Golf Digest editors picks

The Interviews They'd Like Back

Bad jokes, snubs, and moments of brutal honesty from throughout golf history that have merited a mulligan

Tiger Woods

One of the defining moments of the 2013 Masters has been Tiger Woods' interview with ESPN's Tom Rinaldi, when the world No. 1 incriminated himself by recounting what was later deemed to be an illegal drop on the 15th hole of his second round. The admission set off a firestorm of controversy and led to Woods receiving a two-stroke penalty. Yet for Woods, the interview probably wasn't the most regrettable of his career; and when compared to some of the other Q-and-A missteps over the years, it wouldn't even register. From hyperbole to political incorrectness to moments of biting honesty, what follows is our compilation of interviews that the subjects would like to have back.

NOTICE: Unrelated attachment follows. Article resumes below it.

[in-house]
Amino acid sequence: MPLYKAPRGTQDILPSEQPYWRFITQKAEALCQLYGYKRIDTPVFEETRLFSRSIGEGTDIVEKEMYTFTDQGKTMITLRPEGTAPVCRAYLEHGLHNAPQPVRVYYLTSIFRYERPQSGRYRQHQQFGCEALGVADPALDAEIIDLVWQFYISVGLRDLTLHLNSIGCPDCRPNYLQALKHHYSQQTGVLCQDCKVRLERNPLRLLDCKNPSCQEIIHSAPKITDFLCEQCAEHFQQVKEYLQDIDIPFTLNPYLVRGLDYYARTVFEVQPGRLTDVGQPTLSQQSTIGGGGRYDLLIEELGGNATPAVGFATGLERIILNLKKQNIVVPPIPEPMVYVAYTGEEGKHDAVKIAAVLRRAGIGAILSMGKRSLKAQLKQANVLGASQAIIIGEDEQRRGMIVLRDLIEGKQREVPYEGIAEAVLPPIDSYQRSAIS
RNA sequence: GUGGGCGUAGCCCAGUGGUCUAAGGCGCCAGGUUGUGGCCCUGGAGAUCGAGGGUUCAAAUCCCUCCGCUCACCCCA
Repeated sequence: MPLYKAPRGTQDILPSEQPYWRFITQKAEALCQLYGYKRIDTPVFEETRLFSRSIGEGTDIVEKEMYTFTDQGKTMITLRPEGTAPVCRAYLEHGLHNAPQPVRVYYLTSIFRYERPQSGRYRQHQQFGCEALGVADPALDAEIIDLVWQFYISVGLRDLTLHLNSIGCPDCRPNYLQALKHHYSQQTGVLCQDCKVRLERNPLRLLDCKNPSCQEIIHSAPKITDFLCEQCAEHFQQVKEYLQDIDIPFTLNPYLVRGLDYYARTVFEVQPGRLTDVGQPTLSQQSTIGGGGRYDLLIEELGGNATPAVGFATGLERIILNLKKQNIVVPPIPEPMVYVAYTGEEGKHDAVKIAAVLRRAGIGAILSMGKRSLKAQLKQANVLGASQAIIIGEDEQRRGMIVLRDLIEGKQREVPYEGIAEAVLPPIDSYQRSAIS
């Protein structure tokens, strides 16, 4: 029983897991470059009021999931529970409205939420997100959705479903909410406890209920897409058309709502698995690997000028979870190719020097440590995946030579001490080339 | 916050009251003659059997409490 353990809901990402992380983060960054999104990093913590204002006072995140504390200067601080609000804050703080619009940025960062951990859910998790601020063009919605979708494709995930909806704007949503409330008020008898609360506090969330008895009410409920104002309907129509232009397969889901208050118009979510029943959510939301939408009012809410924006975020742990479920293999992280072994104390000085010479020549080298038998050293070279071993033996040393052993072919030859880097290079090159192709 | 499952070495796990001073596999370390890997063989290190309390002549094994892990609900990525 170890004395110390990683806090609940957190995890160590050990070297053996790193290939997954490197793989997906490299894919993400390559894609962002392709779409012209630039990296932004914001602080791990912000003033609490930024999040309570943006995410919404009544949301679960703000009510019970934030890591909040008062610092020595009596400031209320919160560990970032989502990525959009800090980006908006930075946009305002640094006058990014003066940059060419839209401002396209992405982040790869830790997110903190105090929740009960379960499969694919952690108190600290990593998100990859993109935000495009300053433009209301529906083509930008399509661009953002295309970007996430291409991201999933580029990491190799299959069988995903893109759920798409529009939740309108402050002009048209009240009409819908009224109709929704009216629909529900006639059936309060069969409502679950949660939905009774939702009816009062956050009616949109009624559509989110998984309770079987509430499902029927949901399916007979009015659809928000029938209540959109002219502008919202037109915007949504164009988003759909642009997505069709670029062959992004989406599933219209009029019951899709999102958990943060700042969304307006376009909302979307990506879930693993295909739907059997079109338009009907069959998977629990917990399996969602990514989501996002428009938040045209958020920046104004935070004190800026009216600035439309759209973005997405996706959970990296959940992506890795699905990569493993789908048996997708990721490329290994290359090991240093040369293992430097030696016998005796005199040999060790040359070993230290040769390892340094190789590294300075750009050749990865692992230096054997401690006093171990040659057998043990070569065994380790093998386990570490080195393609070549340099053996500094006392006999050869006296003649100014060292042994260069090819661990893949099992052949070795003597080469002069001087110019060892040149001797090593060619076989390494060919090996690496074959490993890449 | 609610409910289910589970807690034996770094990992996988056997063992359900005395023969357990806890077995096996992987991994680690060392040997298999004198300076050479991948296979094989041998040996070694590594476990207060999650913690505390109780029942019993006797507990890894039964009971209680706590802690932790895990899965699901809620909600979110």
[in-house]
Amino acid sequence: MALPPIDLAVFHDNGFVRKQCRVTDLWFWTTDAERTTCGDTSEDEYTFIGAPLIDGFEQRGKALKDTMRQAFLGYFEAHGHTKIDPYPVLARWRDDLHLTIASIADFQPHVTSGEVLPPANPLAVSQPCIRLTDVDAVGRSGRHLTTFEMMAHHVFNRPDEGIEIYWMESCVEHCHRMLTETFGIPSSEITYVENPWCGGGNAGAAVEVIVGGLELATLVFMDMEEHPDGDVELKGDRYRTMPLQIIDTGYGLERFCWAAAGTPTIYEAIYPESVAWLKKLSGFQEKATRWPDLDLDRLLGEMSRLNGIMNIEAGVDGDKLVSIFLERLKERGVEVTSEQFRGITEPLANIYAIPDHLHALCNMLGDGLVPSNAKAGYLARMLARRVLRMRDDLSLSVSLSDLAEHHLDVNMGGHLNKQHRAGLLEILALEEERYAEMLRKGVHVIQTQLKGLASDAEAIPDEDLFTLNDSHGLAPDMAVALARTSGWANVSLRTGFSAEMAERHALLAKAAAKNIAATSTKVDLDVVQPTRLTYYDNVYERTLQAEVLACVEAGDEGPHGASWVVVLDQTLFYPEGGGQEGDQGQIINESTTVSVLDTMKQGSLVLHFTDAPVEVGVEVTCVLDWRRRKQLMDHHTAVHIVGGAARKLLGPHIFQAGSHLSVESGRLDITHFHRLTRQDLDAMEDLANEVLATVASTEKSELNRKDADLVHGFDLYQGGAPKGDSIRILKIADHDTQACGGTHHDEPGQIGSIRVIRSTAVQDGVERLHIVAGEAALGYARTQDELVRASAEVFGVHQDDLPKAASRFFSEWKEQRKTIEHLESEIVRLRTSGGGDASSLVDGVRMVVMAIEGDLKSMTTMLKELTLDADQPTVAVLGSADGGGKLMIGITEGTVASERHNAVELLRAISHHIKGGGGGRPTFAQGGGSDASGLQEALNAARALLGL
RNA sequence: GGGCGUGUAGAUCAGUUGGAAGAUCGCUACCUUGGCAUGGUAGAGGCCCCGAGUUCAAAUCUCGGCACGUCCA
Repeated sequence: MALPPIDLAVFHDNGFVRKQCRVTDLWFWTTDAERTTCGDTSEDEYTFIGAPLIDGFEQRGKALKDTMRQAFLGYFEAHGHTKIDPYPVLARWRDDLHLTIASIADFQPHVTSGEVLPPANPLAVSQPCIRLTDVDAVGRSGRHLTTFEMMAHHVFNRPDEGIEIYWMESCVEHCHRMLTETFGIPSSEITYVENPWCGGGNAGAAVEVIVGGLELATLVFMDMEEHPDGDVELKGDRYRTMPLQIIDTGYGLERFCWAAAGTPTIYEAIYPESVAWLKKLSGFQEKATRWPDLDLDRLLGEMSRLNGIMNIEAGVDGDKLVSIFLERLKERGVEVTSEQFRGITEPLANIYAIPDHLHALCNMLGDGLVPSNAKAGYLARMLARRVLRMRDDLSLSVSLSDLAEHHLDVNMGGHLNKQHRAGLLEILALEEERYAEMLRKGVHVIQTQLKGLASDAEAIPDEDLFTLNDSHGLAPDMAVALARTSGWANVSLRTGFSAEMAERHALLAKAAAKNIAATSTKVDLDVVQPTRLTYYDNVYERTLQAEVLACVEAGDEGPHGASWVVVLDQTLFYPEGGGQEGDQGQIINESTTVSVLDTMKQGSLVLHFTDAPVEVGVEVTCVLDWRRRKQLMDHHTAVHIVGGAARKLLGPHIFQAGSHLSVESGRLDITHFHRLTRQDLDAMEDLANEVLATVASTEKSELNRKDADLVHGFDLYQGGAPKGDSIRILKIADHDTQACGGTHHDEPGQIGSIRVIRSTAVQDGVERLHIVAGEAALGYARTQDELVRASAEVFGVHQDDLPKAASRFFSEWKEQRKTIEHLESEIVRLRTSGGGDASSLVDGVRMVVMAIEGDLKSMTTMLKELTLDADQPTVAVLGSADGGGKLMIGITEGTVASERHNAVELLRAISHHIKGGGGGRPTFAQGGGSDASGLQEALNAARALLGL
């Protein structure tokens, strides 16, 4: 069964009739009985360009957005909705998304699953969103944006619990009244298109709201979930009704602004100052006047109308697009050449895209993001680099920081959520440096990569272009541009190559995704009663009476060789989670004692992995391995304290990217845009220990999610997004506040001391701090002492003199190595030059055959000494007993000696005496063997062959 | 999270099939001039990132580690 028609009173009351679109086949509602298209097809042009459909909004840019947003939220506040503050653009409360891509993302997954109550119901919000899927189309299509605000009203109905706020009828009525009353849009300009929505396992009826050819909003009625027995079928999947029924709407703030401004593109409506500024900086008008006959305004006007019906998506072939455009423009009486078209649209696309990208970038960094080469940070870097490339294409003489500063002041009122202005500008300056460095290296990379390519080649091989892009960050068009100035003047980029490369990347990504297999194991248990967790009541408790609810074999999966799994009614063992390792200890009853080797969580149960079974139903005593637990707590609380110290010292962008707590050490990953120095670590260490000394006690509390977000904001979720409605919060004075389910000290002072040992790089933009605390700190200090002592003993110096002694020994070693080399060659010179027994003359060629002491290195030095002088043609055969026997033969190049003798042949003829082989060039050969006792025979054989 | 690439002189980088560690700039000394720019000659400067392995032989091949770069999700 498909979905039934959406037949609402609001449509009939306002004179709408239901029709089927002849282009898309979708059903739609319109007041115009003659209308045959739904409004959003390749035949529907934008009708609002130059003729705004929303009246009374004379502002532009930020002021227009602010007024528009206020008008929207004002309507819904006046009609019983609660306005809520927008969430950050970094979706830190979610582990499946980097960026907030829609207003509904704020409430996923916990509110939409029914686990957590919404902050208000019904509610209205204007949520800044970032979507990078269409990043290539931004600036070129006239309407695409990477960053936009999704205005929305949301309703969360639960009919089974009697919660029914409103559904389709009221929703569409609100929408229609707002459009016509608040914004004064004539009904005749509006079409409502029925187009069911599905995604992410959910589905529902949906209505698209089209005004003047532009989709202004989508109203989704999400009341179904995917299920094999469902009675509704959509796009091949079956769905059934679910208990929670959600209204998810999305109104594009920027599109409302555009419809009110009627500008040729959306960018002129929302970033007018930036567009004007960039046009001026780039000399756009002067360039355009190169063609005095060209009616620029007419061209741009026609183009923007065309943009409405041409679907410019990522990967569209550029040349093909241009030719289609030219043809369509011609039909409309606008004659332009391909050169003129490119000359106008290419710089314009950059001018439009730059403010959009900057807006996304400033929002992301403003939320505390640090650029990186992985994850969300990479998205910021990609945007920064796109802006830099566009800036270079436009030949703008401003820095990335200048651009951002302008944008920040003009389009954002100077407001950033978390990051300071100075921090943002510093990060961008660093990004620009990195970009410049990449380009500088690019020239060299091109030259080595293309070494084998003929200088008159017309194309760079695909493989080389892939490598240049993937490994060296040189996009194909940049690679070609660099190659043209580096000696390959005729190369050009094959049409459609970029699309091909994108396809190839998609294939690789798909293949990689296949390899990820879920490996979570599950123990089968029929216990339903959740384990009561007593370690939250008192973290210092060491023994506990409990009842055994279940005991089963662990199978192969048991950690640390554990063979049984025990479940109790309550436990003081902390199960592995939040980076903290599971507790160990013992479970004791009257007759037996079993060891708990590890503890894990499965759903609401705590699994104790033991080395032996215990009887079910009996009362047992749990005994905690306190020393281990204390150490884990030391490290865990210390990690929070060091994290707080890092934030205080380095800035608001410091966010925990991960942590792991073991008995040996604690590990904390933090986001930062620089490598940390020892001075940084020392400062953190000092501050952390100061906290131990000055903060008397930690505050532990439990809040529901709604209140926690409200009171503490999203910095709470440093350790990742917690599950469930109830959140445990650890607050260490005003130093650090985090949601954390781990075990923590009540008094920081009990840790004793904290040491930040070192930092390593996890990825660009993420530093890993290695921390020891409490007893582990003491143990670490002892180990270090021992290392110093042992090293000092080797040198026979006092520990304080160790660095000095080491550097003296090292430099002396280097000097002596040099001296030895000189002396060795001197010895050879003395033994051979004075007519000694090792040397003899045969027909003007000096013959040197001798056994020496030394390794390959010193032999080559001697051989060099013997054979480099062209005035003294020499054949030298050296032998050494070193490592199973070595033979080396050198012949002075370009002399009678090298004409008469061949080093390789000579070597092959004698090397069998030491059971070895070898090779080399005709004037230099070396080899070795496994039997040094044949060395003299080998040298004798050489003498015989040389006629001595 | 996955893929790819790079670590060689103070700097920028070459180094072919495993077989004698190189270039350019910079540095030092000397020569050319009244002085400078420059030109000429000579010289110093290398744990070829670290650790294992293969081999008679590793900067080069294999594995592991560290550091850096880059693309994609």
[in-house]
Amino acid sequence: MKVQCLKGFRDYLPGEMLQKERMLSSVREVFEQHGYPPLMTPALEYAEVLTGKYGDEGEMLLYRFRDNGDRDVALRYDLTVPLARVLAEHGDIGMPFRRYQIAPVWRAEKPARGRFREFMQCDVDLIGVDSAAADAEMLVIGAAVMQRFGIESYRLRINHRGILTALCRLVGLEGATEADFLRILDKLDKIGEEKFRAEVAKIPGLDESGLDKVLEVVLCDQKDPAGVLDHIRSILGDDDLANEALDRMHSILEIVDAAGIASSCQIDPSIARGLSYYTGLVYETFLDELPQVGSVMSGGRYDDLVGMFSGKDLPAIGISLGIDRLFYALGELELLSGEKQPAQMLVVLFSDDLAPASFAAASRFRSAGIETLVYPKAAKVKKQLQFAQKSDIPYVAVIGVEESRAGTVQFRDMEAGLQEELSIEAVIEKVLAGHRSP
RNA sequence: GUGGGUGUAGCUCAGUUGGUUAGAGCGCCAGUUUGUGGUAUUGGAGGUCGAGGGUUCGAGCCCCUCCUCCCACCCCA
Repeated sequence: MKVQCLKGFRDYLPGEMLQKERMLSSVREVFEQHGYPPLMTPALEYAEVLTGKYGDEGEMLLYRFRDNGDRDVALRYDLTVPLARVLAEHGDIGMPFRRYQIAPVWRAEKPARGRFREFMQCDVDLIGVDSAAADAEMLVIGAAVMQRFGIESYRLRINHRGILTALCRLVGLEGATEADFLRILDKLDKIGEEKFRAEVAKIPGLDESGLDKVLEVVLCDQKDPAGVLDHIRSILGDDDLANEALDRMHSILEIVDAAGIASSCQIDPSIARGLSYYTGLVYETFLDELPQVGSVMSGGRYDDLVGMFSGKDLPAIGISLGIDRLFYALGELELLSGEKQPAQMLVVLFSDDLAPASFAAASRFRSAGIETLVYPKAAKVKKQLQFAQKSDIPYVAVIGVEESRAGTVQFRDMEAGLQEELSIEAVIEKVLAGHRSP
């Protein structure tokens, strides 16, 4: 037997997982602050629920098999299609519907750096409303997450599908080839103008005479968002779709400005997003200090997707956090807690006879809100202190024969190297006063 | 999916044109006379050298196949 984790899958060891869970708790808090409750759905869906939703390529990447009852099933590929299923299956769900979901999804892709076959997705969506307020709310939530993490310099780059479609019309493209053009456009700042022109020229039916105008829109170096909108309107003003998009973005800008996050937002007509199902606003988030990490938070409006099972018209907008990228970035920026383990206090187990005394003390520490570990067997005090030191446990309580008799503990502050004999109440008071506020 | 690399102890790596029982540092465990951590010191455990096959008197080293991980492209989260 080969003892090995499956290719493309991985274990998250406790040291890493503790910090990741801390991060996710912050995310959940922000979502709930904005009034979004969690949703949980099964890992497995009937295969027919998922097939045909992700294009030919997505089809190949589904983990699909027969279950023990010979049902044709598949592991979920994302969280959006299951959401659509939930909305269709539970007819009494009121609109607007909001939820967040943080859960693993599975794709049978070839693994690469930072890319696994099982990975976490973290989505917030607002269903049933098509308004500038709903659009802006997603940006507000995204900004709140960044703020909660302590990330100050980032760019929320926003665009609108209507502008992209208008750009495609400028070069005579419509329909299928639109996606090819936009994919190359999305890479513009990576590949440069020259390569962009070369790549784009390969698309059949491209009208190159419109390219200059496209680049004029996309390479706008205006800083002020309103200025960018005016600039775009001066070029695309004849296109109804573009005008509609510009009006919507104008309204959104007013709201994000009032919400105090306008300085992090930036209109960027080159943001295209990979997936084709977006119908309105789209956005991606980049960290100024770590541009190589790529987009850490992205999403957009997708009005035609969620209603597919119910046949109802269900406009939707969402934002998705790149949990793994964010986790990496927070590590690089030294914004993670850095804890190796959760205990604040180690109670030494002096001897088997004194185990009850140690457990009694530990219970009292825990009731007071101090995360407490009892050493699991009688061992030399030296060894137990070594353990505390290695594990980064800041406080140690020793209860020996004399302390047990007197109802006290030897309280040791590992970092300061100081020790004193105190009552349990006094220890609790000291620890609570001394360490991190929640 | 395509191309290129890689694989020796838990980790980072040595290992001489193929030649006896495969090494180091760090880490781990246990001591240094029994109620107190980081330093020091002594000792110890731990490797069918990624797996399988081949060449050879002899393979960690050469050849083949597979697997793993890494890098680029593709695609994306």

-- Sam Weinman

Fuzzy Zoeller and Tiger Woods

Fuzzy Zoeller, 1997

If there wasn't video evidence of it, one might not believe that Zoeller could be so careless. But there the two-time major champion was, calling Woods -- who was on his way to becoming the youngest Masters champion ever -- a "little boy" and telling reporters to sway him from serving fried chicken "or collard greens or whatever the hell they serve" at the following year's champions dinner. Zoeller, always known as a jokester, apologized and said his comments were in jest. Woods claimed the two made up, but the popular Fuzzy took a P.R. beating and lost lucrative sponsor deals from K-Mart and Dunlop.
Elise Amendola/AP Photo
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